Colombia’s central bank kept interest
rates unchanged today in a bid to head off a resurgence of
inflation running near the fastest pace since 2001.
The bank’s seven-member board, led by chief Jose Dario
Uribe, held the interbank rate at a seven-year high of 10
percent, meeting the forecasts of 33 of 36 economists surveyed by
Bloomberg. Three economists predicted a quarter-point cut.
“The bank is focused on reining in inflation before it can
relax interest rates,” Alvaro Camaro, an analyst at Stanford
Financial Group’s unit in Bogota.
The central bank has paused since a quarter-point increase
in July as policy makers sought to assess the effect of 16 rate
increases in a little more than two years. Surging consumer
demand in Colombia helped drive the $172 billion economy to its
fastest expansion in decades last year.
Policy makers have increased borrowing costs by 4 percentage
points since April 2006 to rein in inflation that’s held above
the bank’s 3.5-to-4.5 percent target range for more than a year.
Consumer prices in the 12 months through September rose 7.57
percent, nearly twice the bank’s target pace, down from the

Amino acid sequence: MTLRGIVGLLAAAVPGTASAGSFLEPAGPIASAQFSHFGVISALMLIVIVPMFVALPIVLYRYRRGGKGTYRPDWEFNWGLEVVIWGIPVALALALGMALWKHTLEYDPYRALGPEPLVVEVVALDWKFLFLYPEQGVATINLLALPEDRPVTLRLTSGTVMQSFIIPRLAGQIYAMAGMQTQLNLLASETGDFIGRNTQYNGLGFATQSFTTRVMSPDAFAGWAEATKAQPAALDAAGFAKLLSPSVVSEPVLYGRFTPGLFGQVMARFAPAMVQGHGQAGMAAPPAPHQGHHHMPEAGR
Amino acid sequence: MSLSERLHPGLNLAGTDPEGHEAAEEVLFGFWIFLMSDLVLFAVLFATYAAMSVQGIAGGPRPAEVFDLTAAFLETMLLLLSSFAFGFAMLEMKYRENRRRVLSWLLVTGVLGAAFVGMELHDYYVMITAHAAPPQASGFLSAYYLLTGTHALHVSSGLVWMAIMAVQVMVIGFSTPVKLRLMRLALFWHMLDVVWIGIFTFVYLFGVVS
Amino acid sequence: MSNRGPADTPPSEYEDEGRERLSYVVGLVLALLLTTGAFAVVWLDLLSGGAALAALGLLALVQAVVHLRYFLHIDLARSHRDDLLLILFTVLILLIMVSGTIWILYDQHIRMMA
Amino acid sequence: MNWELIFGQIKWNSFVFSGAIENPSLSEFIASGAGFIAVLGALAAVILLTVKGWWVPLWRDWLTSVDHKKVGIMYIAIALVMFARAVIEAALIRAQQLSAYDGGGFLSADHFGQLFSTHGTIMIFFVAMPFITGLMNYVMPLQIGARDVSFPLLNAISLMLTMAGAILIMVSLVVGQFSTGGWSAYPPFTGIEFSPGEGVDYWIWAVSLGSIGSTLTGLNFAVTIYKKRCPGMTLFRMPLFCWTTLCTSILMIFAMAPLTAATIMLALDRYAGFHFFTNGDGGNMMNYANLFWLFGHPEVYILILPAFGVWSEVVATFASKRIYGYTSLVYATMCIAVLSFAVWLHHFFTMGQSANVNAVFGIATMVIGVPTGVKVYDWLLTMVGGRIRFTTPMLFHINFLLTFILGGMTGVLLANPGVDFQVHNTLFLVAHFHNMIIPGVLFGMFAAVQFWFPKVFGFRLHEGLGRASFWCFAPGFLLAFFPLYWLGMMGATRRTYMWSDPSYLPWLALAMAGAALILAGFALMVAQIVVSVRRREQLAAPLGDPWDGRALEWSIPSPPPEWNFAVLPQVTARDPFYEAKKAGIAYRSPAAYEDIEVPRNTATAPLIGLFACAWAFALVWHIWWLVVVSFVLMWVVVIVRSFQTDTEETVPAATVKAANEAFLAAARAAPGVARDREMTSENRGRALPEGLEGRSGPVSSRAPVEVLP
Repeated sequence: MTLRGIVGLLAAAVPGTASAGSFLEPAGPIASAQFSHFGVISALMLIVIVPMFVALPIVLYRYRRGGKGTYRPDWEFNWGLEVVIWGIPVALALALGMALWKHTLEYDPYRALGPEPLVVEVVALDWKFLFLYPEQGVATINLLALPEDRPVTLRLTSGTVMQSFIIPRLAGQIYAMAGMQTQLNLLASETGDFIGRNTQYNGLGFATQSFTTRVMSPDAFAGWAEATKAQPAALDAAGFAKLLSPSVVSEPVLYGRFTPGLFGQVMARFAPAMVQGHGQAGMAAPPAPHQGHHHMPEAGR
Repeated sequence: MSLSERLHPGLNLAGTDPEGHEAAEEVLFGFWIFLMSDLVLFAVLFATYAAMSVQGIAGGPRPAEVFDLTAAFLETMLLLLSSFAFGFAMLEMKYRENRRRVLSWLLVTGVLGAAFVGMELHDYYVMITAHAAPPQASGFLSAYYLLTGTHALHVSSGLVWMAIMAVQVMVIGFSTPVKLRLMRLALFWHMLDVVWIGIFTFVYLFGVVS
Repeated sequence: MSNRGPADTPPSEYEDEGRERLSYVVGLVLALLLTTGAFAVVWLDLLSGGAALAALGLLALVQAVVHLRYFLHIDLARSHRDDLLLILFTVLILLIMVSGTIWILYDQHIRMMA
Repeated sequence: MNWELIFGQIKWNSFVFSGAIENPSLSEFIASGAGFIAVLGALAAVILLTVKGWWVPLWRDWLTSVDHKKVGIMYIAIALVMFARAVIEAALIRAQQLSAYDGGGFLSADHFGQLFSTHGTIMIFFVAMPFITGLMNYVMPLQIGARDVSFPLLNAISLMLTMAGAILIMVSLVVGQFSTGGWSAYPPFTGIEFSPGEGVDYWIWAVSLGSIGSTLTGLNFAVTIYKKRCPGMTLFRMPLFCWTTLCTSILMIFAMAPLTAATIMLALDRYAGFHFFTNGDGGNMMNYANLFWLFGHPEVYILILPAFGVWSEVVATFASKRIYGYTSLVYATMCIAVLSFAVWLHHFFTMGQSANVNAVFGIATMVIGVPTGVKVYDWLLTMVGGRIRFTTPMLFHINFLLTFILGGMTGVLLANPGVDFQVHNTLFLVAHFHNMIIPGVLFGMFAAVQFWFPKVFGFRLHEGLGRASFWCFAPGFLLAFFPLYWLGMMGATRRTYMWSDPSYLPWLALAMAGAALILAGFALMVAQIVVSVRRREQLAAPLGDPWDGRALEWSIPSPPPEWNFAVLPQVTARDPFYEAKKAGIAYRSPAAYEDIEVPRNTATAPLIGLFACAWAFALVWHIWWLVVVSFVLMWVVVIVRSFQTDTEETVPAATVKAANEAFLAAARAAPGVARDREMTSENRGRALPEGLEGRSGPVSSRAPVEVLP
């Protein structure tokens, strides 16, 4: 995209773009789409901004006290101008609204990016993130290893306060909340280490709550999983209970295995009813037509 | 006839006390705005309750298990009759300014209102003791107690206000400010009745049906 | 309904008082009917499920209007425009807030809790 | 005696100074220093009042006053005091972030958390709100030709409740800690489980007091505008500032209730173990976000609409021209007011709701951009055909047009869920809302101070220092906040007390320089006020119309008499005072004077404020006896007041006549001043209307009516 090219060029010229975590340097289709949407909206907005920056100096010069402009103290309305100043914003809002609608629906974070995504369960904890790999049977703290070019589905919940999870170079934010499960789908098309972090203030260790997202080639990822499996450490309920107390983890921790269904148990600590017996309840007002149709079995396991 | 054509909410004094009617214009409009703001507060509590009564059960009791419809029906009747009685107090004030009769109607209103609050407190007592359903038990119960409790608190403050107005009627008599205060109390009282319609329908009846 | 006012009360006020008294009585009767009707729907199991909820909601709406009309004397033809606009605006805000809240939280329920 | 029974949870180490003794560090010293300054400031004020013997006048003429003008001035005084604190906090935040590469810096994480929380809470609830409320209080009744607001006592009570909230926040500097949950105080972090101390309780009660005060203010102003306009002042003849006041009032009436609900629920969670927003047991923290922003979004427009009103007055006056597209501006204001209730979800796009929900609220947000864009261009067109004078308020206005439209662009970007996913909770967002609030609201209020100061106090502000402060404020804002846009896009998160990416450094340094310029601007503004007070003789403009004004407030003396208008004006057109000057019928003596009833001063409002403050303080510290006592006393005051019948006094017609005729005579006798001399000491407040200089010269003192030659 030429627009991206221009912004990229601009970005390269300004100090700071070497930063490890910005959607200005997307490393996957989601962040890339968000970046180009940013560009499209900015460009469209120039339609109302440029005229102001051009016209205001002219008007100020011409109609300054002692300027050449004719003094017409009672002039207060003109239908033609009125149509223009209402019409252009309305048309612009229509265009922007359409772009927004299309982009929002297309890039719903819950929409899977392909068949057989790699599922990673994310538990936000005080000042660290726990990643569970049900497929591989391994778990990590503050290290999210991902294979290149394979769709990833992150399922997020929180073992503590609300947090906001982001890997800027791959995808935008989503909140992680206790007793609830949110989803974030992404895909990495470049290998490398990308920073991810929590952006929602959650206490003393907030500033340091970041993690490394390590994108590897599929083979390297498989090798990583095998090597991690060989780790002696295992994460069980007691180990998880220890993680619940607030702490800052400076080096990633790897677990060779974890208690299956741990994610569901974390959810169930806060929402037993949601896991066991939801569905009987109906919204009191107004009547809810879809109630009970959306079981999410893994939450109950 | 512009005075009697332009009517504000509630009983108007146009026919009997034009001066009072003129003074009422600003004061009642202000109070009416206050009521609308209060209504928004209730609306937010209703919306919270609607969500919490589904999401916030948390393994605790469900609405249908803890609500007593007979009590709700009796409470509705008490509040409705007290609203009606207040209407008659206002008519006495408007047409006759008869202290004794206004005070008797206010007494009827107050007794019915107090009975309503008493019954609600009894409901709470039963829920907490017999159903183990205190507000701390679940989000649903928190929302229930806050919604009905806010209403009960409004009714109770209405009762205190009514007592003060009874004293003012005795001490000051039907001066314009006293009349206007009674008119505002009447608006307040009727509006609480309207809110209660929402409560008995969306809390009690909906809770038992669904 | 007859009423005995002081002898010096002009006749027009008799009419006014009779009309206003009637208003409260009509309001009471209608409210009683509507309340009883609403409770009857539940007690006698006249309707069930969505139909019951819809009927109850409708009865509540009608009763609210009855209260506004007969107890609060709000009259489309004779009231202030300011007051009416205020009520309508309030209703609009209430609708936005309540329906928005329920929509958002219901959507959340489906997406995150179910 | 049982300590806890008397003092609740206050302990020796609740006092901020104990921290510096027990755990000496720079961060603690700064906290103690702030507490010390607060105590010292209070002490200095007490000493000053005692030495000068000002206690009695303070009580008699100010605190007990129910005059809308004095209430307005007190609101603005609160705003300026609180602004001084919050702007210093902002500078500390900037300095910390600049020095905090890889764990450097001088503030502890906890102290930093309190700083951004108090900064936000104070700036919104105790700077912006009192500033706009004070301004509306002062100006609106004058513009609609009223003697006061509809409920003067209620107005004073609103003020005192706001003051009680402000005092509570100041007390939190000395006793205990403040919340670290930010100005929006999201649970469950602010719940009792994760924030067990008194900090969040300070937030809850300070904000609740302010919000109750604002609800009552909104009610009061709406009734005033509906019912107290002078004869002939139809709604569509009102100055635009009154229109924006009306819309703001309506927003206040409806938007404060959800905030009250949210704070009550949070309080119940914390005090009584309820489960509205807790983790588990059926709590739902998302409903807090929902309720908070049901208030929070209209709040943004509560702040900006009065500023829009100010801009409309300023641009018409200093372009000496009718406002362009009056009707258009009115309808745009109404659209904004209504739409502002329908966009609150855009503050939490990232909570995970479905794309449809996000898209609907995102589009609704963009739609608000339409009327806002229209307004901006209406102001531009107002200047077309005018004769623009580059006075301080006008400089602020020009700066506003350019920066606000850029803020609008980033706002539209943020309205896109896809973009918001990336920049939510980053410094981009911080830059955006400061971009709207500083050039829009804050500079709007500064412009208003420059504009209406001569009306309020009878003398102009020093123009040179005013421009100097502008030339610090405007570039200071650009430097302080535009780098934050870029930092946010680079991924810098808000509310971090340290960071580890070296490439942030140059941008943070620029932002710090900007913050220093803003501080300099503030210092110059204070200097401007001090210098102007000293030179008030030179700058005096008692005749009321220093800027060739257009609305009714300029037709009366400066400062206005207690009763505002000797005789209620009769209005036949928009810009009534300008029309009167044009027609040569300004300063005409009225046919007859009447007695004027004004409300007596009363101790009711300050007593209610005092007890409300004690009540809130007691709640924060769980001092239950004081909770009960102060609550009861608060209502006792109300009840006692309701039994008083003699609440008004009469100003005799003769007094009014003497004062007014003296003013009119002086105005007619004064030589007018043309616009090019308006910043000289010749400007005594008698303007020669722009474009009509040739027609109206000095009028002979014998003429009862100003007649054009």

seven-year high of 7.87 percent reached in August.
At the same time, the highest overnight lending rate since
2001 has succeeded in cooling the expansion of the economy.
Bank chief Uribe this month reduced his estimate for
economic growth in 2009 to 4 percent from a previous projection
of 5 percent. Colombia’s economy expanded 3.7 percent in the
second quarter, its slowest pace since 2005.
Gross domestic product grew 3.7 percent in the second
quarter, the slowest pace since 2005 and down from 8 percent in
the same period a year ago.
Output fell 8.8 percent in August from the year-earlier
period, compared with the median estimate of a 0.5 percent
increase in a Bloomberg survey.
Retail sales fell 0.7 percent in August, the government
said this week, beating all forecasts in a Bloomberg survey of 9
economists whose median estimate was a 3.4 percent increase.
Alberto Bernal, emerging markets strategist for Bulltick
Capital Markets, said the macro-economic conditions are in place
for a 200 basis point reduction in interest rates next year.
“We’re going into such a deflationary environment it’s not
even funny,” he said in a telephone interview from Miami.
If Colombia had cut rates, it would’ve been the first Latin
American country to do so this year. It also would’ve satisfied
President Alvaro Uribe and major businesses who have complained
restrictively high borrowing costs are putting jobs at risk.
“I hope the Holy Spirit enlightens the members of the Banco
Republica,” Uribe said yesterday in Bogota while inaugurating
Chilean retailer Cencosud SA’s first store in Colombia. (Bloomberg)